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46 terms

Linguistics Chapter 6

Semantics and Pragmatics
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semantics
The study of the meaning of linguistics expressions, such as morphemes, words, phrases, clauses, and sentences.
pragmatics
The study of the effect of context on meaning.
lexical semantics
The branch of semantics that deals with the meaning of words.
structural semantics
The branch of semantics that deals with the meaning of utterances larger than words.
referent
The actual concrete item or concept to which the word refers.
referential meaning
The meaning of an utterance that describes the referent, an action, or a state of being.
sense
The extended meaning of a word or phrase that, in context, clarifies the referent.
shifting referents
Referents that are different for each speaker and each sentence. (Pronouns have shifting referents.)
semantic properties
The elements of meaning that make up the lexical entry of the word in the speaker's mind.
semantic domain
A set of words that share semantic properties.
distinctive feature analysis
The process of analyzing the semantic properties of a word.
markedness
As it relates to semantics means the concept that some words or morphemes are more common or usual than others.
hyponyms
More specific words that constitute a subclass of a more general word.
synonyms
Words that have similar meanings and share the same semantic properties.
denotation
The referential meaning of a word or morpheme, often the first meaning listed in a dictionary.
connotation
An affective meaning for a word or morpheme.
homonyms
Words that sound the same but have different meanings.
polysemous
Words that have more than one meaning.
antonyms
Words that are opposite in one of their semantic properties.
complementary pairs
Antonyms that negate each other.
gradable pair
Antonyms that are part of a larger set of related words and express the concept that one of them is more, whereas the other is less.
relational opposites
Antonyms that express a symmetrical relationship between two words.
structural semantics
The study of how the structure of sentences contributes to meaning.
contradictions
Utterances in which the semantic properties of one word unexpectedly do not match with those of another.
oxymorons
Phrases that combine contradictory words.
anomalous utterances
Utterances that include words in which the semantic properties don't match.
metaphors
Anomalous utterances in which two dissimilar items are symbolically considered to be similar.
idioms
Utterances in which there is a contradiction between the meaning of the parts of the utterance and the entire utterance.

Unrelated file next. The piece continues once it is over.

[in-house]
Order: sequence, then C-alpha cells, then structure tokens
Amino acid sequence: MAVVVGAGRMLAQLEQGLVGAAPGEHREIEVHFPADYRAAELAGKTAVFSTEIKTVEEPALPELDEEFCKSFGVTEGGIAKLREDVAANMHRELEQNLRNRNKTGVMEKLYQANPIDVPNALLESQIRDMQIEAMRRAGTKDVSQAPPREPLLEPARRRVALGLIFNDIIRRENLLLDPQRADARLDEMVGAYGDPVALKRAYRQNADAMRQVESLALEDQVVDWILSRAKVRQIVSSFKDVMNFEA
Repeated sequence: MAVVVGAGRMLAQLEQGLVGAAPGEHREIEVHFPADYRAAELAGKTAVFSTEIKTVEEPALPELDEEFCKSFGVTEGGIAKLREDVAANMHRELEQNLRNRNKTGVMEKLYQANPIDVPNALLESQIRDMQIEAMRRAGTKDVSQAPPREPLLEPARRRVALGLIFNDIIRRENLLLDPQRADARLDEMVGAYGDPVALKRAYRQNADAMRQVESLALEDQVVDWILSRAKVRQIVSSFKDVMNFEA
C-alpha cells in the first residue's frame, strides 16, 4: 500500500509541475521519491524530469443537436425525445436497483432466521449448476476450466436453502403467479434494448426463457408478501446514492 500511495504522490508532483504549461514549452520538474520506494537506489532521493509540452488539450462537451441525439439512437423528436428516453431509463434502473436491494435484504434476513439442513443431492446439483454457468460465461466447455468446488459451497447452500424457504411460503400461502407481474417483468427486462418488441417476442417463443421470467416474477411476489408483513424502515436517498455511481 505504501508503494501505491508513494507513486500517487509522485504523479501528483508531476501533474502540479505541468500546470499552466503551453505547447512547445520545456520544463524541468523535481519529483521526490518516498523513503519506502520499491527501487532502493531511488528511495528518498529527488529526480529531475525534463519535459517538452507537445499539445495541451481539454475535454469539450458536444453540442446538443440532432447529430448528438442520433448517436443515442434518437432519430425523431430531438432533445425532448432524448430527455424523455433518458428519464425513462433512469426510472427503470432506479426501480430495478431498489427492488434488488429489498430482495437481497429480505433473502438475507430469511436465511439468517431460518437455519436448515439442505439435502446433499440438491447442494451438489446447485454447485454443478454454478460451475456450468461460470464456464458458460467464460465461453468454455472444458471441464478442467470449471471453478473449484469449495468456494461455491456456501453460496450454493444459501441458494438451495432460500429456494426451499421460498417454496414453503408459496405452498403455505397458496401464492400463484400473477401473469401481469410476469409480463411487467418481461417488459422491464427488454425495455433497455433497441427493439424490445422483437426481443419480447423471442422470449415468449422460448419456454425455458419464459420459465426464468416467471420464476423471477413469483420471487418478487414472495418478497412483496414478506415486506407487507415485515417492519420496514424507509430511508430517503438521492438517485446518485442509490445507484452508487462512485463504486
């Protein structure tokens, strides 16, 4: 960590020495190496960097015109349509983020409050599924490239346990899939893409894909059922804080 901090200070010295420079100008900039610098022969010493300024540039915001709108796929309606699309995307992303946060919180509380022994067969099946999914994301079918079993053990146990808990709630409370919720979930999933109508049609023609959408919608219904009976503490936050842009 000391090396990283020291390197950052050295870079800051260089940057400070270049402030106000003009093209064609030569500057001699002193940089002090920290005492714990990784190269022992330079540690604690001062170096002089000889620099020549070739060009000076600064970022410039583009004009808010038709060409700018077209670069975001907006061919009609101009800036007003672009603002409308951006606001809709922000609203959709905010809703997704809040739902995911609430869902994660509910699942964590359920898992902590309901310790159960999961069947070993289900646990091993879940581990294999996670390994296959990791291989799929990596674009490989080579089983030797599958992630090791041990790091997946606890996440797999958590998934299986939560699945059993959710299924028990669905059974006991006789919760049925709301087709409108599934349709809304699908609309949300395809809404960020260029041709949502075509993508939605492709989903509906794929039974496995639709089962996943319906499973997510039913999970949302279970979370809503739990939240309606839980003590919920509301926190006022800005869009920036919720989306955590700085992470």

pragmatics
The study of the effect of context on meaning.
social meaning
The information in an utterance about the social identity of the speaker.
affective meaning
The meaning of an utterance that conveys the emotions of the speaker.
speech acts
Actions performed by an utterance, such as daring, questioning, or betting.
performative sentences
The utterances that perform speech acts.
discourse analysis
The process of discovering the rules of discourse.
discourse
A series of connected utterances, such as a conversation, story, lecture, or any other communication event.
new information
Information that the speaker believes is being introduced to the listener for the first time.
old (given) information
Information that the speaker has previously introduced or believes the listener knows.
deixis
Refers to words that shift reference, that change meaning according to the context and/or the speaker.
presupposition
The set of assumptions that the speaker makes about the listener's knowledge or circumstances. These assumptions are necessary in order to make an utterance meaningful.
greeting rituals
A special kind of discourse that are not at all important for the information they convey, but are important for their social function.
maxims of conversation
The cultural expectations that guide people when they are conversing.
cooperative principle
The basis for the maxims of conversation, and assumes that each person is trying in good faith to communicate and understand.
Maxim of Quantity
Say neither more nor less than is required.
Maxim of Quality
Say only what you believe to be the truth.
Maxim of Relevance
Say only what is appropriate for the topic.
Maxim of Manner
Be brief, concise, and clear.